We are pleased to announce the first solo exhibition of Kai Richter at our gallery. Kai Richter builds three-dimensional sculptures in connection with and response to the room conditions at hand. He reacts to them, changes them, highlights them—and in doing so, allows us to experience them as rooms in new and different ways.
One of the oddities of art history’s terminology is that the word ›constructions‹ usually implies intellectual planning and not the processes of assembly themselves which are material, physical, and sensual actions—such as we find in the sculptural work of Kai Richter. Richter constructs his works in the literal sense of the word (Lat. construere = to build, erect). In doing this, he works freely with the specific characteristics of his materials and the peculiarities of the exhibition room and does not concern himself with planning. Architecture is the paradigm of constructing. To a certain extent this applies to Kai Richter as well. What constructing really means is better studied at construction sites than after the buildings themselves are finished. What the artist admires as the ›timeless beauty‹ of building site construction – from which he also learned a lot for his own artistic creations – is the pragmatic use of tools and materials, but above all the honesty and clarity in treating the totally individualistic plastic vocabulary revealed there.
The aesthetic attraction of Richter’s works is not selfserving. It arises incidentally and comes about as a result of the often brittle and awkward materials whose treatment is free and open to improvisation. A work such as »Doka« which gives you the feeling of a free, contemporary etude on the age-old theme of ›bundled columns‹ already indicates in its title the basic material that it uses – the yellow-colored concrete form supports made by the Austrian Doka Company. As a plastic form, »Doka« stretches from the floor to the ceiling, supporting the room metaphorically instead of tectonically, thus laconically bringing up the subject of the relationship between sculpture and architecture, form and space.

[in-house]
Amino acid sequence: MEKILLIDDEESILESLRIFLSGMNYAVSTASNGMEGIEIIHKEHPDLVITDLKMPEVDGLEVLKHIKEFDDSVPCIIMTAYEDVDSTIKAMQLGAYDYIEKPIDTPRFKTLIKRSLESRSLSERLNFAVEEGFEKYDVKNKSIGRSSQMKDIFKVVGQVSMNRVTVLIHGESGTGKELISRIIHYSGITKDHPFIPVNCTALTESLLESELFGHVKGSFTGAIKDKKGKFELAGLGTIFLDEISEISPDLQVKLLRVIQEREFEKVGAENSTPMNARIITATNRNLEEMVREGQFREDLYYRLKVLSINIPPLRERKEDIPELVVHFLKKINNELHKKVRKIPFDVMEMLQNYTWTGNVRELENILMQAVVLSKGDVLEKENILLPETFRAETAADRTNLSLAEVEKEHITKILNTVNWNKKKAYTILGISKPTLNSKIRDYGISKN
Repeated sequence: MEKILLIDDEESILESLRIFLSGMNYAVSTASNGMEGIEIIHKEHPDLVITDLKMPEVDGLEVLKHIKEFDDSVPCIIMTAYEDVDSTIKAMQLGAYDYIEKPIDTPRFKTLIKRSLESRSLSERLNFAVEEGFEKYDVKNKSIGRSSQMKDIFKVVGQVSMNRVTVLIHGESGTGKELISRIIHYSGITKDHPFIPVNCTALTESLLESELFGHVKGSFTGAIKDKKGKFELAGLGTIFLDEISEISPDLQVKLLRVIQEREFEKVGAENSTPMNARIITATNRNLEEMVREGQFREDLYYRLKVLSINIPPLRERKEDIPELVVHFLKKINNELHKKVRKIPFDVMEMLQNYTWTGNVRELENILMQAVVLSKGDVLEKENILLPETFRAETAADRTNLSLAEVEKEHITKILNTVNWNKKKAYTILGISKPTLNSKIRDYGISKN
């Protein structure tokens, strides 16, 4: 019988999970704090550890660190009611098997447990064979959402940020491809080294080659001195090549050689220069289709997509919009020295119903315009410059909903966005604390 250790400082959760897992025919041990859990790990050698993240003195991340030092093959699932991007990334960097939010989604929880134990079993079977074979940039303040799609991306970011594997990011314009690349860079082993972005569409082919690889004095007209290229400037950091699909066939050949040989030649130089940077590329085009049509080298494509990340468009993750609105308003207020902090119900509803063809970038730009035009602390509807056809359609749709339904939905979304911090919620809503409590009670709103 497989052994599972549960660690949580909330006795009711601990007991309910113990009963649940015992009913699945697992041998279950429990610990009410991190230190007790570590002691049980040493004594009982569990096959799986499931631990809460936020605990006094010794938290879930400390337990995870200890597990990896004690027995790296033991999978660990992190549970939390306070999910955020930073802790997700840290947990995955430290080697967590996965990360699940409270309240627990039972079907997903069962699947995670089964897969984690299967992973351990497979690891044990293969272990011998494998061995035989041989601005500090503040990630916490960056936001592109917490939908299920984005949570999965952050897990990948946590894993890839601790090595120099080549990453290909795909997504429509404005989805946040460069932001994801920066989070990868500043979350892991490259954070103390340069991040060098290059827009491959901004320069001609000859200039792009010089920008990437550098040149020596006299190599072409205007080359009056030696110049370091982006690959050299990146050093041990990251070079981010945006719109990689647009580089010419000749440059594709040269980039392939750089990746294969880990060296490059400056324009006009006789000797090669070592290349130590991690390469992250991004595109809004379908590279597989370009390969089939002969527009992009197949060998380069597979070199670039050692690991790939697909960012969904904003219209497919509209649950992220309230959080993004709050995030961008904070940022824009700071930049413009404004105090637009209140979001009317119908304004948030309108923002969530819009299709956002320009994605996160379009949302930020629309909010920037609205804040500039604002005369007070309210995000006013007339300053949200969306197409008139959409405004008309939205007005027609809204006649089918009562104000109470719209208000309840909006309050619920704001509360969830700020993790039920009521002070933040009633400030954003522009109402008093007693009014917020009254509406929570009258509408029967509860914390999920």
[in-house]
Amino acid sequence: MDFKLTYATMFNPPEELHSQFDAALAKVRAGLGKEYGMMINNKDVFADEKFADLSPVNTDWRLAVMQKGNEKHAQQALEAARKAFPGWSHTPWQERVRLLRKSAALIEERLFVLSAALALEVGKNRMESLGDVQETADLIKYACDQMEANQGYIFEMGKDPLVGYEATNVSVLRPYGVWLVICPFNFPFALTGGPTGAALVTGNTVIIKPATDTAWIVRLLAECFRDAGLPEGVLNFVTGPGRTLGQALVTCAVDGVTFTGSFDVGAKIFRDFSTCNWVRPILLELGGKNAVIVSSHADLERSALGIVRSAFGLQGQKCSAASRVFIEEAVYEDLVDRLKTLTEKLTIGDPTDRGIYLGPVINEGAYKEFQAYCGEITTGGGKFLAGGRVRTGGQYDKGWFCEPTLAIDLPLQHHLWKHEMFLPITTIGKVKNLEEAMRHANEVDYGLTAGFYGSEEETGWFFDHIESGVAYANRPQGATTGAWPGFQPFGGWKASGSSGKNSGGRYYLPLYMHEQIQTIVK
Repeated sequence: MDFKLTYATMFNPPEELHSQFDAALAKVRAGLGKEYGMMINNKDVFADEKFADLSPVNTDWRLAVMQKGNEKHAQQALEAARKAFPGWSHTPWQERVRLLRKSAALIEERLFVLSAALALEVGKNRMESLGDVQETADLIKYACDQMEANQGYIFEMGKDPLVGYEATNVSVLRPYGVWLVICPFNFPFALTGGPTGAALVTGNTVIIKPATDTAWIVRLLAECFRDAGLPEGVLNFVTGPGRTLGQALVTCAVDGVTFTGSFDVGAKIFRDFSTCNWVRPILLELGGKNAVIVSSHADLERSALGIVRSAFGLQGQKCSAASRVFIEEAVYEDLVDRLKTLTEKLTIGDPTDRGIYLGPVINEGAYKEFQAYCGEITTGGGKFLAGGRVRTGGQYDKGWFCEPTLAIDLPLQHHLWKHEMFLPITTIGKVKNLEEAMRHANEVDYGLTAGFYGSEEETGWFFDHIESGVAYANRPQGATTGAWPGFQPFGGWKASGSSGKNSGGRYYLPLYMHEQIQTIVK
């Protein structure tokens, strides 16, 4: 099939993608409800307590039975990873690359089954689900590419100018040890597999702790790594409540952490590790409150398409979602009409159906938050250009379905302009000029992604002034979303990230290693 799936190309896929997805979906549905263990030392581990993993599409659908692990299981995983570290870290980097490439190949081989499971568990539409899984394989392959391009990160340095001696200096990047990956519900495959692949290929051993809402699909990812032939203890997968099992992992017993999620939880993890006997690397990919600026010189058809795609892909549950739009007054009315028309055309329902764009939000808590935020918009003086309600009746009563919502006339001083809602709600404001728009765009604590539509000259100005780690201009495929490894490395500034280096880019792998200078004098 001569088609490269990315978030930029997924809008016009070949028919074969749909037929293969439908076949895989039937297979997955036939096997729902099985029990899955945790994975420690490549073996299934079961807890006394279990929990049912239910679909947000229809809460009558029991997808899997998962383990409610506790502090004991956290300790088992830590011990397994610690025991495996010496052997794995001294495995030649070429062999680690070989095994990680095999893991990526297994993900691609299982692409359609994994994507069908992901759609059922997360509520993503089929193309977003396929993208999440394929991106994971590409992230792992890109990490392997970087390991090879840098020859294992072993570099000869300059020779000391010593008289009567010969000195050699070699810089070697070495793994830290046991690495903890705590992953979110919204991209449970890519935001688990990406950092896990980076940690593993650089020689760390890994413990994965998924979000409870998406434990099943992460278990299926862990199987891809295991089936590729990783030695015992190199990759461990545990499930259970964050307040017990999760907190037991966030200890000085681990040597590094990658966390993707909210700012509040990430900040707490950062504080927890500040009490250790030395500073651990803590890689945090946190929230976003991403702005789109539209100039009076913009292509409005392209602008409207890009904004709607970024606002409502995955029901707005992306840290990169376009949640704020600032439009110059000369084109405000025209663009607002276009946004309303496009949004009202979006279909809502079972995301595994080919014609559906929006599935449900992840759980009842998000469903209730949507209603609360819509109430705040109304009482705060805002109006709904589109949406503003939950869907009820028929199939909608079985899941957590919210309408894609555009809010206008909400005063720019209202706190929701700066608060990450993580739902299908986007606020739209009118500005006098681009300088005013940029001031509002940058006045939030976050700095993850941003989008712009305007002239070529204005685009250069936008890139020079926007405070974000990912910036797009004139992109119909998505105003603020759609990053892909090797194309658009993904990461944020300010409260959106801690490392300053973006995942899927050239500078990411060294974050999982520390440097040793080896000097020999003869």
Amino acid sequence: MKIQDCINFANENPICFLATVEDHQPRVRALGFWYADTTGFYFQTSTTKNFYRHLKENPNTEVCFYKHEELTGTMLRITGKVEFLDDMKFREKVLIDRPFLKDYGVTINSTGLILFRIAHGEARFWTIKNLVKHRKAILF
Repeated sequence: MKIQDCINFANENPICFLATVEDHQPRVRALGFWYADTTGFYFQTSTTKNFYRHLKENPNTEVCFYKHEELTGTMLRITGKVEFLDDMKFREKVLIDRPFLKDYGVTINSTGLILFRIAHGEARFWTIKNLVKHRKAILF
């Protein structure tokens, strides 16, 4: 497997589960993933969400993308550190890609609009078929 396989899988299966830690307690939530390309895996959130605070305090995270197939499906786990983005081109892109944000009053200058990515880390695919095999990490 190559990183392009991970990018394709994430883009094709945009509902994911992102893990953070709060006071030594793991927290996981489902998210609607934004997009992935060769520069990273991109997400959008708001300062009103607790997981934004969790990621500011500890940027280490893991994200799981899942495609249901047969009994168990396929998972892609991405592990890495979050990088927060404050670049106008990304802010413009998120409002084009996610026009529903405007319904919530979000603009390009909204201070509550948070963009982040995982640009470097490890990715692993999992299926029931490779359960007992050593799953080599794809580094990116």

What continues to surprise us about Richter’s work is how much poetry, humor and lightness he suffuses into his prosaic ingredients – the construction wood, scaffolding poles, and plasterboards. Like a jazz musician who strictly adheres to the harmonic sequences of a melody while transporting them into improvisational lightness, Richter treats the plastic elementary themes of volume and mass, gravity and statics as well as the dialectics of stress and support. With Kai Richter there are no finelychiseled form constructions built to last an eternity, but rather generous, open gestures, a clear grasp of the room situation and the corresponding sculptural reaction to it. This conception of sculpture draws its very own strength from the fact that the sensitivity, spatial feeling and sensuality of the materials merge together in its plastic weightiness.